Technology has amazing potential for its utility in the scientific fields. Advancements in computing have saved physicists hours of work calculating basic arithmetic while working with complex formulae. With the advancements in technology long hours compiling and plotting data from experiments are reduced to minutes and even seconds through graphing programs. Recently, technology has been used in the field of chemistry for virtual experiments and modeling.
At Princeton University, a research group used computer modeling to map water’s two sided behavior below its equilibrium freezing point. When frozen into a solid as ice, water is less dense that its liquid state. This is normally through the hydrogen bonds between water molecules that form them into a ring-based structure. The empty space of the rings adds to the ice’s volume, making it less dense and able to float on water. However, the research team discovered that at high pressure and very low temperature, water can coexist as two different states of liquid. The two liquid states have separate densities, so they separate and behave like vinegar and oil separating in a bottle.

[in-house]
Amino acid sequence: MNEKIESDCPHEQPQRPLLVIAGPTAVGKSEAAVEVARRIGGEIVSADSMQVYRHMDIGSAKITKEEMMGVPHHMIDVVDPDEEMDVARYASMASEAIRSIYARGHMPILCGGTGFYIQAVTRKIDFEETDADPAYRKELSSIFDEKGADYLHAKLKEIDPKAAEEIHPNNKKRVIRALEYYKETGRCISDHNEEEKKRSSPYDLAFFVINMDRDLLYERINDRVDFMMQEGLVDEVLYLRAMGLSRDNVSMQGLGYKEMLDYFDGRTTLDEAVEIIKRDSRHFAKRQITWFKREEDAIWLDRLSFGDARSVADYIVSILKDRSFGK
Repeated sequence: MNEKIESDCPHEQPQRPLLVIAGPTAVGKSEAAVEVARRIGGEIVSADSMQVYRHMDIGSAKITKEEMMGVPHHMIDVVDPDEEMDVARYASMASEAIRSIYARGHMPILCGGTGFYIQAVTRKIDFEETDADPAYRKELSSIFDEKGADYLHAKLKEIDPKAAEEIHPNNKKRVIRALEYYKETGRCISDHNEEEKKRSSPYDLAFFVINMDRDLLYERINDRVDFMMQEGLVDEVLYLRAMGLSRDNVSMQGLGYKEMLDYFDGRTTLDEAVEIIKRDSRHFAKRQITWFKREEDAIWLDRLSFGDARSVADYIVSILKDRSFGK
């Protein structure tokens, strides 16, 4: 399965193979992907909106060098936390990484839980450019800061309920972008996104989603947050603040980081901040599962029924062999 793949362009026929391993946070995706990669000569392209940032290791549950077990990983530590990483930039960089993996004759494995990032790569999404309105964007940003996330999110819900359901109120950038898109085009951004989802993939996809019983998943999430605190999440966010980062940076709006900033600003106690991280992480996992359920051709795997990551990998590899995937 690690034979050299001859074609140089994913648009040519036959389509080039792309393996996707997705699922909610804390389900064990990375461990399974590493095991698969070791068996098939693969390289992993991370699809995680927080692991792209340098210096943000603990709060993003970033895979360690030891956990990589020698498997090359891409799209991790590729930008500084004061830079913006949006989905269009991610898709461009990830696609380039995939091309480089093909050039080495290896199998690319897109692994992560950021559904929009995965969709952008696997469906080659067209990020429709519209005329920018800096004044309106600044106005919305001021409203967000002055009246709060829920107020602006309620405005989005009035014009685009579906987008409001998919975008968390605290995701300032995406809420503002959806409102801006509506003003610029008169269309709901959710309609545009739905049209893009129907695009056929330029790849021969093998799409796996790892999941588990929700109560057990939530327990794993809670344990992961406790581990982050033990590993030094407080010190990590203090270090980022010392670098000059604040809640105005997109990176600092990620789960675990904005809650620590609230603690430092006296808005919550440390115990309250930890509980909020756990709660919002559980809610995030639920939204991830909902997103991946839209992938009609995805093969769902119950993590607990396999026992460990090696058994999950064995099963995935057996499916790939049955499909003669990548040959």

The research project acts as evidence for what is called the “liquid-liquid transition” hypothesis. The hypothesis suggests two forms of water could offer the explanation of water’s high heat absorbance capacity and ability to be more compressible as it gets colder. As suggested by one of the researchers, Pablo Debenedetti, the dual nature of water can help to understand water behavior in a supercooled state in high-altitude clouds. He suggests the better understanding could improve weather and climate models in predicting meteorological patterns. The main issue with the research was trying to perform the experiment. The extreme pressure and temperature conditions made it very difficult without the necessary resources. Instead, the research group used supercomputers to simulate the behavior of water as they dropped the temperature. An infinite number of boxes each holding several hundred water molecules were created for the simulation. The computer tracked the virtual water’s behavior as the temperature dropped in the experiment. At about -45 degrees C and 2,400-times atmospheric pressure, the water molecules separated into two different densities and liquids, providing strong evidence for the liquid-liquid transition hypothesis.